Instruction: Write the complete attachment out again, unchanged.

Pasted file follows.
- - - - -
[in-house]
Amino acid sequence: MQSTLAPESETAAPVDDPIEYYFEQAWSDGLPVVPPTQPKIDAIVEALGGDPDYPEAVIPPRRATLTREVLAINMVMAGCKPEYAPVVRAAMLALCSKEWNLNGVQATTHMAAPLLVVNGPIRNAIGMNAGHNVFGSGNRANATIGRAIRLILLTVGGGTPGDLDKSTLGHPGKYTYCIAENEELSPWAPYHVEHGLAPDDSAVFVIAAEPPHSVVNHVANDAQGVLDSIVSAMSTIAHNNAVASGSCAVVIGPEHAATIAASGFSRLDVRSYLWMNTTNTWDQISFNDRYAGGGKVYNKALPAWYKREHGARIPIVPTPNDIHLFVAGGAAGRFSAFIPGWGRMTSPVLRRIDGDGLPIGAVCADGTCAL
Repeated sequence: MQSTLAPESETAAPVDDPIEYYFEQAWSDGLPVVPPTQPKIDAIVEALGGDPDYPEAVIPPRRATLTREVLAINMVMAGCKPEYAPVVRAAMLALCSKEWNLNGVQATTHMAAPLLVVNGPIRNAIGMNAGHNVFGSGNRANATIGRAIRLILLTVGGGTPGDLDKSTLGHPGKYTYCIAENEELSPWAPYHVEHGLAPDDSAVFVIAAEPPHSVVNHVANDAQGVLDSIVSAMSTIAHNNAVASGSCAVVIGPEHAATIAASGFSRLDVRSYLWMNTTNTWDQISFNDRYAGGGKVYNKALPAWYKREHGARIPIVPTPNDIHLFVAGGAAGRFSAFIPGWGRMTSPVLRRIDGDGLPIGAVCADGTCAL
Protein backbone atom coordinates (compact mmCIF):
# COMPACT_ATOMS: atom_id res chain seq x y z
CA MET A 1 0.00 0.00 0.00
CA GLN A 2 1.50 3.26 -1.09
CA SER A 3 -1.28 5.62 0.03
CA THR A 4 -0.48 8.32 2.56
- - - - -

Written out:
[in-house]
Amino acid sequence: MQSTLAPESETAAPVDDPIEYYFEQAWSDGLPVVPPTQPKIDAIVEALGGDPDYPEAVIPPRRATLTREVLAINMVMAGCKPEYAPVVRAAMLALCSKEWNLNGVQATTHMAAPLLVVNGPIRNAIGMNAGHNVFGSGNRANATIGRAIRLILLTVGGGTPGDLDKSTLGHPGKYTYCIAENEELSPWAPYHVEHGLAPDDSAVFVIAAEPPHSVVNHVANDAQGVLDSIVSAMSTIAHNNAVASGSCAVVIGPEHAATIAASGFSRLDVRSYLWMNTTNTWDQISFNDRYAGGGKVYNKALPAWYKREHGARIPIVPTPNDIHLFVAGGAAGRFSAFIPGWGRMTSPVLRRIDGDGLPIGAVCADGTCAL
Repeated sequence: MQSTLAPESETAAPVDDPIEYYFEQAWSDGLPVVPPTQPKIDAIVEALGGDPDYPEAVIPPRRATLTREVLAINMVMAGCKPEYAPVVRAAMLALCSKEWNLNGVQATTHMAAPLLVVNGPIRNAIGMNAGHNVFGSGNRANATIGRAIRLILLTVGGGTPGDLDKSTLGHPGKYTYCIAENEELSPWAPYHVEHGLAPDDSAVFVIAAEPPHSVVNHVANDAQGVLDSIVSAMSTIAHNNAVASGSCAVVIGPEHAATIAASGFSRLDVRSYLWMNTTNTWDQISFNDRYAGGGKVYNKALPAWYKREHGARIPIVPTPNDIHLFVAGGAAGRFSAFIPGWGRMTSPVLRRIDGDGLPIGAVCADGTCAL
Protein backbone atom coordinates (compact mmCIF):
# COMPACT_ATOMS: atom_id res chain seq x y z
CA MET A 1 0.00 0.00 0.00
CA GLN A 2 1.50 3.26 -1.09
CA SER A 3 -1.28 5.62 0.03
CA THR A 4 -0.48 8.32 2.56